Review

Broken English Review

By:
Jun 22, 2007 | 9:31am EDT

Nora Wilder (Parker Posey) is depressed. She's a lonely single thirty-something New Yorker whose job as the VIP facilitator of a chic boutique hotel is boring her to tears. Her mother (Gena Rowlands) is no help nor is her best friend Audrey (Drea de Matteo) who is actually having problems of her own in her seemingly perfect marriage to Mark (Tim Guinee). Nora is drinking too much dating cute but crappy men and still mourning the death of her father despite years having past since that sad event. When she meets Julian (Melvil Poupaud) a gorgeous Frenchman her life changes in a series of unexpected ways. With her role in Broken English  Parker Posey reminds us of what a talented actress she is. Her portrayal of Nora is dead-on right down to the sadness in her eyes and the slump in her shoulders. You can just feel her need for love and emotional connection; it leaps off the screen right at you. Yet Posey is (as always) so likeable her innate personality shines through the sadness a fact that works perfectly with the character she plays. With her best-friend role  Drea de Matteo shifts far away from her now iconic portrayal of Adriana in The Sopranos revealing a very different sort of person a privileged woman doubting her life choices—and she does it in a completely believable way. But it is Melvil Poupaud who is the big surprise here. The French actor has been in numerous films in his native country since he began his career at age 11 yet is still a face unfamiliar to American audiences. And what a face it is! The strikingly handsome 34-year-old is a revelation bringing a natural charm and ease to his performance that is sure to make every woman who sees the film dream about him that night. Director Zoe Cassavetes has movies in her blood. The daughter of legendary actor-director John Cassavetes and actress Gena Rowlands and the sister of Nick who directed The Notebook and Alpha Dog she has clearly felt the influence of her famous family. Broken English her first full-length feature film (which she also wrote) follows in the tradition of her late father's best work. He too wrote and directed personal films (Faces Husbands A Woman Under the Influence) which explored the intense human need for love without sentimentality or sappiness. With Broken English Zoe accomplishes the same difficult feat making her protagonist a very real woman whose life journey is at times sad yet ultimately uplifting--and always fascinating. In fact she has fashioned an excellent film which speaks to the human condition of countless single women in their 30s and beyond. Anyone who is one of those women should make sure to see this movie as should any man who would like to understand them just a little bit more.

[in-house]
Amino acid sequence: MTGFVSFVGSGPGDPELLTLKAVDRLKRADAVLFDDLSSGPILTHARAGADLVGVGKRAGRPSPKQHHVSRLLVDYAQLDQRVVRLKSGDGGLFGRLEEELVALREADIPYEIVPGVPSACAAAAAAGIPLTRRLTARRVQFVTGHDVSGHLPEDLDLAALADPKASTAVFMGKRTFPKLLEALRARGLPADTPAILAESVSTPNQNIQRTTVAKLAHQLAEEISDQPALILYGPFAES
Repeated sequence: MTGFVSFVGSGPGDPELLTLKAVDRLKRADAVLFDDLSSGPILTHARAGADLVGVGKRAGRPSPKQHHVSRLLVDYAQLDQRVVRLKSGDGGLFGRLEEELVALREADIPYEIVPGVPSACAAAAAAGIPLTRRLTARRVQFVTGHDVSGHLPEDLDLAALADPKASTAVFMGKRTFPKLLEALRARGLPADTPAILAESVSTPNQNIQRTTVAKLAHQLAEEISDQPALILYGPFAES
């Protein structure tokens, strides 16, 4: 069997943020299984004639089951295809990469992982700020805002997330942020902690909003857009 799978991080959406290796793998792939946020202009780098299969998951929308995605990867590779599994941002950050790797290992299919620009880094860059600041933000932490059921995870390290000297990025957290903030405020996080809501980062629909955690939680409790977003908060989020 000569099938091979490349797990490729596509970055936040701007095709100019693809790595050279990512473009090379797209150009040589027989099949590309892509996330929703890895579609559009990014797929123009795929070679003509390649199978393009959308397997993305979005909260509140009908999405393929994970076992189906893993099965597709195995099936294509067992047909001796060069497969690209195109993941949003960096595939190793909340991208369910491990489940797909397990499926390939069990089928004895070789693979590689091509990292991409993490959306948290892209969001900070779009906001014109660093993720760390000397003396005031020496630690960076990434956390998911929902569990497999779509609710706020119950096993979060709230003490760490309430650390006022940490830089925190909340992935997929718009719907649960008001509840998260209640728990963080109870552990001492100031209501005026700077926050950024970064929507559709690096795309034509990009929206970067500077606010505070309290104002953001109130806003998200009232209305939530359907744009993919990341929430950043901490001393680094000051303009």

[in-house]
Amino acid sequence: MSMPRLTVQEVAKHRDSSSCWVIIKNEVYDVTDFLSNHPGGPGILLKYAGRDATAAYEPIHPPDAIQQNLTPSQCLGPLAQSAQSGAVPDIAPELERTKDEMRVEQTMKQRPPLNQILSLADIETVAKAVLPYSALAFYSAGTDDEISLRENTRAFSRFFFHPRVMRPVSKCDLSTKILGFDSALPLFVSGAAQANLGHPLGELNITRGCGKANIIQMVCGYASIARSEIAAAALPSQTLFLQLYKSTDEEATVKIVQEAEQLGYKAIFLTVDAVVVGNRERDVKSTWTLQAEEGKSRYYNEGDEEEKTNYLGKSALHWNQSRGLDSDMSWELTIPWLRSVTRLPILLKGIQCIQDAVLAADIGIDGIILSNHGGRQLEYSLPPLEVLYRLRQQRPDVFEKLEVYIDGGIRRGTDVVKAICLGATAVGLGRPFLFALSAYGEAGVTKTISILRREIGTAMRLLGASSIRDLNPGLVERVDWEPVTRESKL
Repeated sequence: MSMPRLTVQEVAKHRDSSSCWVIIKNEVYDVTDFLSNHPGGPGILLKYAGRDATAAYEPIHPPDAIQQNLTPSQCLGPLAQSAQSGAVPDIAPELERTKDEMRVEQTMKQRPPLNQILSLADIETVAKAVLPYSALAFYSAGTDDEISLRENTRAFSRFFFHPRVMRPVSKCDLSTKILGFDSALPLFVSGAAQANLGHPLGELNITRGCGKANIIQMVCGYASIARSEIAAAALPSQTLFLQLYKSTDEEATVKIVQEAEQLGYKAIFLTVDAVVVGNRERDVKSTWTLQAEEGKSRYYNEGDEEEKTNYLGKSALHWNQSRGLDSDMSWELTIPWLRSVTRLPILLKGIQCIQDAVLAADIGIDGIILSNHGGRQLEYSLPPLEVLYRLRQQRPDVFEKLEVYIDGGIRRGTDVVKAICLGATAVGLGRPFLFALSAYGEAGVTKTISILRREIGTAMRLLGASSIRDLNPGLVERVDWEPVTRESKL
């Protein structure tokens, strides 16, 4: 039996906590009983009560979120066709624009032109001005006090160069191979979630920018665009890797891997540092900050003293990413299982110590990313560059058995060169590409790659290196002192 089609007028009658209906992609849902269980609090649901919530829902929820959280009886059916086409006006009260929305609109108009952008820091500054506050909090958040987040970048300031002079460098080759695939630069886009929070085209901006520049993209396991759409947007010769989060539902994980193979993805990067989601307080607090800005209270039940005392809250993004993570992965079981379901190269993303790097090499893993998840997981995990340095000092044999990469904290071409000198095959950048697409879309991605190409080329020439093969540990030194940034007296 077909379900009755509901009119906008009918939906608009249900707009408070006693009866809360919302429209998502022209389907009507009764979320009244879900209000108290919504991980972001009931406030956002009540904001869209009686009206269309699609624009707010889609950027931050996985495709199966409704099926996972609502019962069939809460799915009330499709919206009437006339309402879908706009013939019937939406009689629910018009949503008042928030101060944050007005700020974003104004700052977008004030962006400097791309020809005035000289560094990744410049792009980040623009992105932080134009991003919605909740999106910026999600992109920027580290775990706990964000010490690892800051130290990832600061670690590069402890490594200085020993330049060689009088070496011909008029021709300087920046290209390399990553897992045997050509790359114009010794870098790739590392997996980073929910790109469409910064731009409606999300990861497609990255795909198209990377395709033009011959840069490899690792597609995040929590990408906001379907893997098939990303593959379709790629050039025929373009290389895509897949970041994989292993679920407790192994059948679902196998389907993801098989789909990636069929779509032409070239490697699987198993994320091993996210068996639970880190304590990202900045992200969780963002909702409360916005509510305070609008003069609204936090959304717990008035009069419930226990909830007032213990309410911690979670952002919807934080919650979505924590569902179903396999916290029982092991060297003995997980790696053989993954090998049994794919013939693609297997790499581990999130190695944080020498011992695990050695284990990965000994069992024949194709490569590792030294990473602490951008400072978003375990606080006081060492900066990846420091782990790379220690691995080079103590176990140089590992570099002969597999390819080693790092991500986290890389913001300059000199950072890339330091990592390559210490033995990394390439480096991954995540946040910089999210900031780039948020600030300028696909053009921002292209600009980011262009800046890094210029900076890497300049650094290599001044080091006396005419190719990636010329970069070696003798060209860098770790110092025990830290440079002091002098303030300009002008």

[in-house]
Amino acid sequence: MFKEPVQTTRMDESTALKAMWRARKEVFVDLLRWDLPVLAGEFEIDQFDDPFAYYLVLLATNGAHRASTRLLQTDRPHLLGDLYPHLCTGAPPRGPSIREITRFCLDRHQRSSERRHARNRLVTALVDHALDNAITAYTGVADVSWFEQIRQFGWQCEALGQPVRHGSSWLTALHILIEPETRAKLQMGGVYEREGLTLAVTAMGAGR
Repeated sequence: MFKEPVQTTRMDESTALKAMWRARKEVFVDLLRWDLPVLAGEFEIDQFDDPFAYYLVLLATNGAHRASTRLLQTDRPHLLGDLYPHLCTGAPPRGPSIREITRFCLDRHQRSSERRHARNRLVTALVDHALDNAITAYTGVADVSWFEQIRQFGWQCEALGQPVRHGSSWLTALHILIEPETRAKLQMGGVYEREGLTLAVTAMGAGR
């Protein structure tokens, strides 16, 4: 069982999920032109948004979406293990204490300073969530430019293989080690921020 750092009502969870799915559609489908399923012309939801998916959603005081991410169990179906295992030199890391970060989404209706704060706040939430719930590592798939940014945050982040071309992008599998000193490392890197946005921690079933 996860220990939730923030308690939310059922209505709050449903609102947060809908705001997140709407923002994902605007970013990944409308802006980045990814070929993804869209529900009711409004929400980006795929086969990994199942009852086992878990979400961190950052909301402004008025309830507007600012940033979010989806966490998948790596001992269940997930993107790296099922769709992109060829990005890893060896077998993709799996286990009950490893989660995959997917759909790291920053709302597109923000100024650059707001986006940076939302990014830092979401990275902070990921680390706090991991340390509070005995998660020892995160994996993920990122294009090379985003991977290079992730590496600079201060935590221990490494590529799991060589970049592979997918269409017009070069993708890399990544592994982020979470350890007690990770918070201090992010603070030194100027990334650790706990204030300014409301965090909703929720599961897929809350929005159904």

More Review News